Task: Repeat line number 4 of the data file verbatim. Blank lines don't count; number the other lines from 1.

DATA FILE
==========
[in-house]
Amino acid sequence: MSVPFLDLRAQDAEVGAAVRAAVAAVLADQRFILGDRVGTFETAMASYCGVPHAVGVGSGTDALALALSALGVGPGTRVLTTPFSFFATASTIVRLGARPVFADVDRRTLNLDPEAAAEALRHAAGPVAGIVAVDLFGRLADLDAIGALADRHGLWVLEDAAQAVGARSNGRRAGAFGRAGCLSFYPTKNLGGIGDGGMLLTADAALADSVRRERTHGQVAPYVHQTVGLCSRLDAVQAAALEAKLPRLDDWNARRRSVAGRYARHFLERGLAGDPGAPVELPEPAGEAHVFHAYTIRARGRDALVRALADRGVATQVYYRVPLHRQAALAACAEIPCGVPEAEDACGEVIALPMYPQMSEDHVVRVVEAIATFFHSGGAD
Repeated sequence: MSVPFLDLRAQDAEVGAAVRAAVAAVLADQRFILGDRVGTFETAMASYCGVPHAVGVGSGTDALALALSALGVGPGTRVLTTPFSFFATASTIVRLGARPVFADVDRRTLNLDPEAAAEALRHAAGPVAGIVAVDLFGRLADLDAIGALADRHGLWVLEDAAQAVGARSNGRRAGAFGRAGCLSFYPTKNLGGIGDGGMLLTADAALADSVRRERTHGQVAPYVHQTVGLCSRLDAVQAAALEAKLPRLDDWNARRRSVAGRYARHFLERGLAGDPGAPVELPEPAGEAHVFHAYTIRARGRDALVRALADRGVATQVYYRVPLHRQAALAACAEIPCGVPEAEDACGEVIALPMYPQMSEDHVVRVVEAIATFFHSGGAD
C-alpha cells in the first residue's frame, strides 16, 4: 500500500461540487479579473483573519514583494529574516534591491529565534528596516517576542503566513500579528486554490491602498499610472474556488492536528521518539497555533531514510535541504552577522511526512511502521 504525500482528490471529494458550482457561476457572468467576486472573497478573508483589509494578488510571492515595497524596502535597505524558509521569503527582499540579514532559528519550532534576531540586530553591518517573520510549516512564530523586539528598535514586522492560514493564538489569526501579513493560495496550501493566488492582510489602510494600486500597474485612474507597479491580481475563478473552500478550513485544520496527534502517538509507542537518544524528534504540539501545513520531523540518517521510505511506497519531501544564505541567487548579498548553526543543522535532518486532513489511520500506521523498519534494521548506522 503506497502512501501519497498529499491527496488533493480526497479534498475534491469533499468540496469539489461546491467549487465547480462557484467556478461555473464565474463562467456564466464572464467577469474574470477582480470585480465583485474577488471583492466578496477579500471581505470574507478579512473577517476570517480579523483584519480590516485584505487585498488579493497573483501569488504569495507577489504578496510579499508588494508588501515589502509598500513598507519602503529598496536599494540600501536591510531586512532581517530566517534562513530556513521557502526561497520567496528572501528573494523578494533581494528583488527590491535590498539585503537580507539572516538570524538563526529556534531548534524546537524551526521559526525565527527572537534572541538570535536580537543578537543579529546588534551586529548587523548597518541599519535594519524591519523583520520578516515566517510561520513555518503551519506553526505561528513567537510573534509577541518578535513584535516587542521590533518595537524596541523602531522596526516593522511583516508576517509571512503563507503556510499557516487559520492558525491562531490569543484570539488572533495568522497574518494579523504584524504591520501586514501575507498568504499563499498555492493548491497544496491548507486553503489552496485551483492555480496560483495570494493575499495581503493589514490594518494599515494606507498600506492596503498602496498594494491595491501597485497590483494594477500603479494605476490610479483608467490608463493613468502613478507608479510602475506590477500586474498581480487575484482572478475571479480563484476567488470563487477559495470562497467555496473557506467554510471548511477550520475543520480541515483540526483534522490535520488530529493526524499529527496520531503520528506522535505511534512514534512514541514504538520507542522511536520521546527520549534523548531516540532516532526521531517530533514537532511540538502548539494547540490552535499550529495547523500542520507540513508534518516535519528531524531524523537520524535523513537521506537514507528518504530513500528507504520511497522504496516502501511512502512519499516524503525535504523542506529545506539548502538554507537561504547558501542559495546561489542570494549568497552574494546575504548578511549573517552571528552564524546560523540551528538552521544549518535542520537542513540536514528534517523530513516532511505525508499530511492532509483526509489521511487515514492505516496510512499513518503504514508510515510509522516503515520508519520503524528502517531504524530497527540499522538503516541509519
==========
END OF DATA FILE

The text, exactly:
C-alpha cells in the first residue's frame, strides 16, 4: 500500500461540487479579473483573519514583494529574516534591491529565534528596516517576542503566513500579528486554490491602498499610472474556488492536528521518539497555533531514510535541504552577522511526512511502521 504525500482528490471529494458550482457561476457572468467576486472573497478573508483589509494578488510571492515595497524596502535597505524558509521569503527582499540579514532559528519550532534576531540586530553591518517573520510549516512564530523586539528598535514586522492560514493564538489569526501579513493560495496550501493566488492582510489602510494600486500597474485612474507597479491580481475563478473552500478550513485544520496527534502517538509507542537518544524528534504540539501545513520531523540518517521510505511506497519531501544564505541567487548579498548553526543543522535532518486532513489511520500506521523498519534494521548506522 503506497502512501501519497498529499491527496488533493480526497479534498475534491469533499468540496469539489461546491467549487465547480462557484467556478461555473464565474463562467456564466464572464467577469474574470477582480470585480465583485474577488471583492466578496477579500471581505470574507478579512473577517476570517480579523483584519480590516485584505487585498488579493497573483501569488504569495507577489504578496510579499508588494508588501515589502509598500513598507519602503529598496536599494540600501536591510531586512532581517530566517534562513530556513521557502526561497520567496528572501528573494523578494533581494528583488527590491535590498539585503537580507539572516538570524538563526529556534531548534524546537524551526521559526525565527527572537534572541538570535536580537543578537543579529546588534551586529548587523548597518541599519535594519524591519523583520520578516515566517510561520513555518503551519506553526505561528513567537510573534509577541518578535513584535516587542521590533518595537524596541523602531522596526516593522511583516508576517509571512503563507503556510499557516487559520492558525491562531490569543484570539488572533495568522497574518494579523504584524504591520501586514501575507498568504499563499498555492493548491497544496491548507486553503489552496485551483492555480496560483495570494493575499495581503493589514490594518494599515494606507498600506492596503498602496498594494491595491501597485497590483494594477500603479494605476490610479483608467490608463493613468502613478507608479510602475506590477500586474498581480487575484482572478475571479480563484476567488470563487477559495470562497467555496473557506467554510471548511477550520475543520480541515483540526483534522490535520488530529493526524499529527496520531503520528506522535505511534512514534512514541514504538520507542522511536520521546527520549534523548531516540532516532526521531517530533514537532511540538502548539494547540490552535499550529495547523500542520507540513508534518516535519528531524531524523537520524535523513537521506537514507528518504530513500528507504520511497522504496516502501511512502512519499516524503525535504523542506529545506539548502538554507537561504547558501542559495546561489542570494549568497552574494546575504548578511549573517552571528552564524546560523540551528538552521544549518535542520537542513540536514528534517523530513516532511505525508499530511492532509483526509489521511487515514492505516496510512499513518503504514508510515510509522516503515520508519520503524528502517531504524530497527540499522538503516541509519